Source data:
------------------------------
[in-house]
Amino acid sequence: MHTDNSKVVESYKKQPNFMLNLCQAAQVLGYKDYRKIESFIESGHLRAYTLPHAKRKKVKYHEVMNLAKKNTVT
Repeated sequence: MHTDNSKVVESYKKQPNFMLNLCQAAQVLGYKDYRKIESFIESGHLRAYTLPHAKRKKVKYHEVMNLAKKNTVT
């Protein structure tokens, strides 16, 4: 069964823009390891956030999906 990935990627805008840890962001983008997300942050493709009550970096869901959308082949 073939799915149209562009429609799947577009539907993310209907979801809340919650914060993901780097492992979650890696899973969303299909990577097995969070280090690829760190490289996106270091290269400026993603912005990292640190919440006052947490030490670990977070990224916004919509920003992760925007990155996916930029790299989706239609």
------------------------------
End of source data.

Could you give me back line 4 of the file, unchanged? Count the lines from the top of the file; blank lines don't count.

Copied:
């Protein structure tokens, strides 16, 4: 069964823009390891956030999906 990935990627805008840890962001983008997300942050493709009550970096869901959308082949 073939799915149209562009429609799947577009539907993310209907979801809340919650914060993901780097492992979650890696899973969303299909990577097995969070280090690829760190490289996106270091290269400026993603912005990292640190919440006052947490030490670990977070990224916004919509920003992760925007990155996916930029790299989706239609």